Actually I would think that the total invoice AMOUNT, not the number of invoices, should count.
You can compare 2 executeSQL's and decide the color based upon that, but that color will cost you a bit in terms of performance.
It's definitely doable.
You can do it by creating extra relationships via global fields with which you set up start end end date filters.
There's also ExecuteSQL that can do this without these.
Layout parts have no conditional formatting but you can use a text object as overlay and set it up there.
~curDate = Get ( CurrentDate ) ;
~month = Month ( ~curDate ) ;
~year = Year ( ~curDate ) - 1 ; // previous year
~start = Date ( ~month ; 1 ; ~year ) ; // first day of the month
~end = Date ( ~month + 1 ; 0 ; ~year ) ; // last day of the month
~sql = "SELECT COUNT (*) FROM Invoice WHERE invoicedate BETWEEN ? AND ? " ;
~count = ExecuteSQL ( ~sql ; "" ; "" ; ~start ; ~end )
The example is put in a Let statement and split into separate parts to make it human readable.
Will return the record count for last year's same month.
You could use a text box that has just a single space in it. Set the default fill to empty (or no fill) resize it to fit your layout and add your conditions. Place it as the lowest layer (move object to the back). Set the box to be green when your condition is true. Since all other fields would be on top of the background it will be seen as changing colour. Any field fill will also display normally. There might be some screen flicker.
Is this kind of thing doable and if so how should it be executed?
Sure it's doable – this is FileMaker, after all. ;-)
Simplest solution (assuming you need this based on the current invoice):
Let ( [
d = Invoice::dateInvoice ;
m = Month ( d ) ;
y = Year ( d ) ;
"SELECT COUNT (*) FROM Invoice
WHERE Year ( dateInvoice ) = ? AND Month ( dateInvoice ) = ? " ;
lastValue = ExecuteSQL ( sql ; "" ; "" ; y - 1 ; m ) ;
thisValue = ExecuteSQL ( sql ; "" ; "" ; y ; m )
thisValue > lastValue
and use that in your Conditional Formatting calculation: if True, make some background object turn green (with envy … )
Unfortunately, “simplest” doesn't necessarily mean “best”; ExecuteSQL can be a performance hog if you have open records in the target table.
Another, more native idea would be to create
one calc field as Year ( invoiceDate ) * 12 + Month ( dateInvoice )
another one as ( Year ( invoiceDate ) - 1 ) * 12 + Month ( dateInvoice )
and create two relationships where you a) match the first against the second (this month one year ago), and b) the second against itself (this month), then use Count () with those relationships and compare.
(Naturally, it's the same approach as in the SQL code, except that you cannot use ad-hoc functions in relationship predicates, but need helper fields.)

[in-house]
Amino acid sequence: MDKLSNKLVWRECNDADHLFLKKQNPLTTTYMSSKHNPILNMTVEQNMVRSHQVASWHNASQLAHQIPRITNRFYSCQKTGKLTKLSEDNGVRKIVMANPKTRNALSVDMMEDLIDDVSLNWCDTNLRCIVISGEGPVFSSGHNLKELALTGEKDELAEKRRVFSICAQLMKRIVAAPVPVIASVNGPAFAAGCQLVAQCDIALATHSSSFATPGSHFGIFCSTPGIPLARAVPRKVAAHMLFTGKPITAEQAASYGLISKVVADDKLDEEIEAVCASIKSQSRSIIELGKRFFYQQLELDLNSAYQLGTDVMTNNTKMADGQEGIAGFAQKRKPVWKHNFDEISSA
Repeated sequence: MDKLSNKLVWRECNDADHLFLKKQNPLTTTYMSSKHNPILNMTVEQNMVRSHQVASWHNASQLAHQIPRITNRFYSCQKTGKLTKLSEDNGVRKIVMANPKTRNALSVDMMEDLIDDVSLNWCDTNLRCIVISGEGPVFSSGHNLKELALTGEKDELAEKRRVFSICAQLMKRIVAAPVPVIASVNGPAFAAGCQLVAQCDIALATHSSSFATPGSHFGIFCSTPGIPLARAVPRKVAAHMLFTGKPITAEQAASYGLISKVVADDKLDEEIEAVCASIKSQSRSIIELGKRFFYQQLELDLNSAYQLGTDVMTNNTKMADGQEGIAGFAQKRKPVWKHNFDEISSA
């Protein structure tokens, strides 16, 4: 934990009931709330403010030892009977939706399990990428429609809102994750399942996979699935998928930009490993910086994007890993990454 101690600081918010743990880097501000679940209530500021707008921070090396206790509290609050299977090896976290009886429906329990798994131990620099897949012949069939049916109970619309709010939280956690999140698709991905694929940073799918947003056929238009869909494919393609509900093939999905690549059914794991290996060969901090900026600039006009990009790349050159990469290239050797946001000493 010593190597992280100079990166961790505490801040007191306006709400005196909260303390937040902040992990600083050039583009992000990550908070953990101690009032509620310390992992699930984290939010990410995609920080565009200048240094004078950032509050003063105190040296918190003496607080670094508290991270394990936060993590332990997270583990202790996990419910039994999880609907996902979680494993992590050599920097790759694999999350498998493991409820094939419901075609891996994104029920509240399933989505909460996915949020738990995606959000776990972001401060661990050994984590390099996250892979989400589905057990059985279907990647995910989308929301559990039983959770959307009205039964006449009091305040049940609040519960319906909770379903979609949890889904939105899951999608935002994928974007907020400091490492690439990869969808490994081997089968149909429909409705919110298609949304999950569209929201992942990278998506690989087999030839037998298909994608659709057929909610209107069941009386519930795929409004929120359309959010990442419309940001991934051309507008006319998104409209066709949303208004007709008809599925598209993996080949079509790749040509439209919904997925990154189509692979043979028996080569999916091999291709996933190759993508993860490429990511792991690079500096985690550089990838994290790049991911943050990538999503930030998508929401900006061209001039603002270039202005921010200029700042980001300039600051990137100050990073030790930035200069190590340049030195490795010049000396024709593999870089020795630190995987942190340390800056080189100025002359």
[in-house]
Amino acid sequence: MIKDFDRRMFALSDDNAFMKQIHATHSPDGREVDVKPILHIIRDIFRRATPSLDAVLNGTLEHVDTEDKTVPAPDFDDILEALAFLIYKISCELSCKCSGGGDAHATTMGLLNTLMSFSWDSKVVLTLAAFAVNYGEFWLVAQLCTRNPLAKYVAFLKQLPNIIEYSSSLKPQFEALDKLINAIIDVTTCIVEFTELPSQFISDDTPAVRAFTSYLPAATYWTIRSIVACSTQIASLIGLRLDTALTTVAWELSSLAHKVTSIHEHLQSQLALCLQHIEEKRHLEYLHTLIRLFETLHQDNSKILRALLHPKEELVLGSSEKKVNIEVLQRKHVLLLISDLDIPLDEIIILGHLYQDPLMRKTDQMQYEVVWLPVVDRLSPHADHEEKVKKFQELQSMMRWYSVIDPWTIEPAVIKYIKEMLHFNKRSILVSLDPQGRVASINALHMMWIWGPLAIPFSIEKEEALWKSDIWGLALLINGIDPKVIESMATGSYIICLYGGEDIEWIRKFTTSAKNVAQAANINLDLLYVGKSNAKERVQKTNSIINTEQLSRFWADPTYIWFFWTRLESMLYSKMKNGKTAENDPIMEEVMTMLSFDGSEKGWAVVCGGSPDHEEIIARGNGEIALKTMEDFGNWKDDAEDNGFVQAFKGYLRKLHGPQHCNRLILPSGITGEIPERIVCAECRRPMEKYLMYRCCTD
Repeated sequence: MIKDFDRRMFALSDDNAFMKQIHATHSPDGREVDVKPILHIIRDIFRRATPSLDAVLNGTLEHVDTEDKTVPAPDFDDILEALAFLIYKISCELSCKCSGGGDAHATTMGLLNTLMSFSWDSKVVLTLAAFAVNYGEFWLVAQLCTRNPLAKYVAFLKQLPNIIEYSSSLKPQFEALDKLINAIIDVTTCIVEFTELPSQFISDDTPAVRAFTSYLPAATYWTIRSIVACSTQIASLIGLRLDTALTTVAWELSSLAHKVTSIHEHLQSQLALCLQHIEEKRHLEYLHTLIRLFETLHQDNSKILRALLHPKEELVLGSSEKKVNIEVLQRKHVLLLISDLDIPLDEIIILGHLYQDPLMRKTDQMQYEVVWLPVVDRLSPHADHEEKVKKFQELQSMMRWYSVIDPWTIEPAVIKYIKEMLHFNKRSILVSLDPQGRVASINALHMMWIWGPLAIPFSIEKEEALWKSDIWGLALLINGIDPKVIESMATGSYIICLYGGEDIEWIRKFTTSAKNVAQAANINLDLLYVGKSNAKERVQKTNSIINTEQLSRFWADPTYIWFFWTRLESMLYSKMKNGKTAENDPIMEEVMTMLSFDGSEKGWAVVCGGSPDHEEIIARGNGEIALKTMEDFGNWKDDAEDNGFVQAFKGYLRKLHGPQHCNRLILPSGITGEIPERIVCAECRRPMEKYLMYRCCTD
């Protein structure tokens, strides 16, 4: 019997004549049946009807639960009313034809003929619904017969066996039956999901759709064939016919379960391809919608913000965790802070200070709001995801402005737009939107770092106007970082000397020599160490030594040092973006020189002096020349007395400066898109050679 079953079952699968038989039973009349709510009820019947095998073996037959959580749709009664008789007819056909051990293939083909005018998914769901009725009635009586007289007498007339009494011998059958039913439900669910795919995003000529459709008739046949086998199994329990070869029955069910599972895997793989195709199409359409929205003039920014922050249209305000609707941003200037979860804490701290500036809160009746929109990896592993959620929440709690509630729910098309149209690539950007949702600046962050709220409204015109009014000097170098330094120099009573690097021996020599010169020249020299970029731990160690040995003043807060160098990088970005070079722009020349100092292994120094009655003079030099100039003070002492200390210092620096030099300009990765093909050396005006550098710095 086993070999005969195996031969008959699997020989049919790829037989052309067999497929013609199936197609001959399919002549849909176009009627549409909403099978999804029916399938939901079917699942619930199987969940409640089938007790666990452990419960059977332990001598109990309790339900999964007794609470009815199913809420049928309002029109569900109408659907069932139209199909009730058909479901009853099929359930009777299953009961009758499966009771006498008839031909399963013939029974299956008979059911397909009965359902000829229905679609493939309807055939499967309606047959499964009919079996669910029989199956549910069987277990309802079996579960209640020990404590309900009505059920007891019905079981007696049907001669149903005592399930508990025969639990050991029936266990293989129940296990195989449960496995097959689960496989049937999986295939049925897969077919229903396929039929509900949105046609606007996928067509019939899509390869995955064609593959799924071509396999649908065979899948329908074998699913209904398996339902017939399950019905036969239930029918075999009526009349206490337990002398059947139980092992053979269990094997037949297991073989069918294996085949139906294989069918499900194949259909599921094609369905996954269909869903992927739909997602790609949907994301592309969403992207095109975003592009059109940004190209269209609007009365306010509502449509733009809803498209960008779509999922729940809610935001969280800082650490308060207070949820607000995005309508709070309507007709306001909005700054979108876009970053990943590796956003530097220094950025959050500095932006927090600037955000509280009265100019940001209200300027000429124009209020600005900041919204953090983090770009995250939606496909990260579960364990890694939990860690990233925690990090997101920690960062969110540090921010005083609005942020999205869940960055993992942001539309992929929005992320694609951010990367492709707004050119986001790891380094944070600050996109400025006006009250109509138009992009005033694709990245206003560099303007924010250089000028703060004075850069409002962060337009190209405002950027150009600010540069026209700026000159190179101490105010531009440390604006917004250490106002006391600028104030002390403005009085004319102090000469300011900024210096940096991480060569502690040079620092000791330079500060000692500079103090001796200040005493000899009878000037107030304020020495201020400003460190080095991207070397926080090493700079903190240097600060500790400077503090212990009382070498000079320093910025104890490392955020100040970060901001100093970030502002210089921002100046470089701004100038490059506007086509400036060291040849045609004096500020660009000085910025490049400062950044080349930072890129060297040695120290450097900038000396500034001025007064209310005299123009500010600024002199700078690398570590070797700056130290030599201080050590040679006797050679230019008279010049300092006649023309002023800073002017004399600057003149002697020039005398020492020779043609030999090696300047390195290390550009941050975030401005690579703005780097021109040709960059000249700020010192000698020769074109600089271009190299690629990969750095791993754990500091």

Note that, it would be a good idea to use pre-summarized values, i.e. create a table with just a month and a year number and a count value that you maintain via script whenever you set or change an invoice date or delete an invoice record. Or, if that is too much of a bother, update the values frequently (every night / every week … you decide).
that color will cost you a bit in terms of performance.
there's one thing that might cut the penalty in half: while the current month's invoices (and their sum) changes, the corresponding ones from last year don't. Having a reference table in which you create a record with the needed totals of the just elapsed month on every 1st of a month can help.
(I still think that 10 x $10 invoices are less meaningful than a single $200 one, but that's just my swiss handicap)
You're getting great advice on ways to accomplish the ACTUALITY of how to do what you want to do.
Though you CAN do what you've asked to do, I'm not at all sure that you SHOULD do what you've asked to do.
On June 1 of this year, you will almost certainly have billed less than you did in June of last year. 1 day so far in June this year versus all 30 days of June last year? That's not a fair comparison. It wouldn't be fair for June 1, or June 2, or June 3 or a lot more days after that.
I could see you creating an "Amount left to charge before equalling June of Last Year" or "Percentage of Last June's Billings" or any of a lot of other options. Comparing Month-End counts to Month-Beginning or Month-in-Progress counts is too apples to oranges. Also, siplus makes a good point about using just a Count versus total amounts.
If the goal of this is to motivate employees but you end up slowing down the performance of the database they rely on, maybe the best thing you can do as a developer is to say "this is why we shouldn't do what you've requested".
Thank you all for your helpful advice on this matter - I understand the point that total value is more important than invoice count, in most cases - however our products are normally all the same value and only one is ordered by any client (on average unless we are lucky). It just gives us an indicator on how we are doing compared to the previous year. I think that you are correct that the processing power involved when any user selects the relevant layout may be too prohibitive and so I shall leave this feature for now and keep it in my reports layouts as a graph....